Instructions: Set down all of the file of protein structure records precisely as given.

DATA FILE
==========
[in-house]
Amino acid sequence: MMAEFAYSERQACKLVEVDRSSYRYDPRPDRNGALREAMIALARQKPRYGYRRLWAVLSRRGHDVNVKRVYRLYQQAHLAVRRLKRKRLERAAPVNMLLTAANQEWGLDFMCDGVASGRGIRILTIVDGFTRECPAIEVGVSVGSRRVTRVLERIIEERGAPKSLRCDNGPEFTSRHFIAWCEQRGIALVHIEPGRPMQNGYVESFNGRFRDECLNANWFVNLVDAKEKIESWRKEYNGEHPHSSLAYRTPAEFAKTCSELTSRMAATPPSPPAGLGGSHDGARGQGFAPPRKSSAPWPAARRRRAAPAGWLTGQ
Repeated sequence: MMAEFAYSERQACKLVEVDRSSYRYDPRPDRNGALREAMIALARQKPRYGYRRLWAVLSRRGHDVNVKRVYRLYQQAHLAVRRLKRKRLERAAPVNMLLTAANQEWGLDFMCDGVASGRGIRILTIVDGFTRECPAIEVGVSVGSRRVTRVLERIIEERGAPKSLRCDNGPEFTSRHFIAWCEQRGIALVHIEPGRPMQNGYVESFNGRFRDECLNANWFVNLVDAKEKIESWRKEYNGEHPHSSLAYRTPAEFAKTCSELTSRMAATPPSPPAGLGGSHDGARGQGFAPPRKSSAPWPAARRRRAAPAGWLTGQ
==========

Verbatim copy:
[in-house]
Amino acid sequence: MMAEFAYSERQACKLVEVDRSSYRYDPRPDRNGALREAMIALARQKPRYGYRRLWAVLSRRGHDVNVKRVYRLYQQAHLAVRRLKRKRLERAAPVNMLLTAANQEWGLDFMCDGVASGRGIRILTIVDGFTRECPAIEVGVSVGSRRVTRVLERIIEERGAPKSLRCDNGPEFTSRHFIAWCEQRGIALVHIEPGRPMQNGYVESFNGRFRDECLNANWFVNLVDAKEKIESWRKEYNGEHPHSSLAYRTPAEFAKTCSELTSRMAATPPSPPAGLGGSHDGARGQGFAPPRKSSAPWPAARRRRAAPAGWLTGQ
Repeated sequence: MMAEFAYSERQACKLVEVDRSSYRYDPRPDRNGALREAMIALARQKPRYGYRRLWAVLSRRGHDVNVKRVYRLYQQAHLAVRRLKRKRLERAAPVNMLLTAANQEWGLDFMCDGVASGRGIRILTIVDGFTRECPAIEVGVSVGSRRVTRVLERIIEERGAPKSLRCDNGPEFTSRHFIAWCEQRGIALVHIEPGRPMQNGYVESFNGRFRDECLNANWFVNLVDAKEKIESWRKEYNGEHPHSSLAYRTPAEFAKTCSELTSRMAATPPSPPAGLGGSHDGARGQGFAPPRKSSAPWPAARRRRAAPAGWLTGQ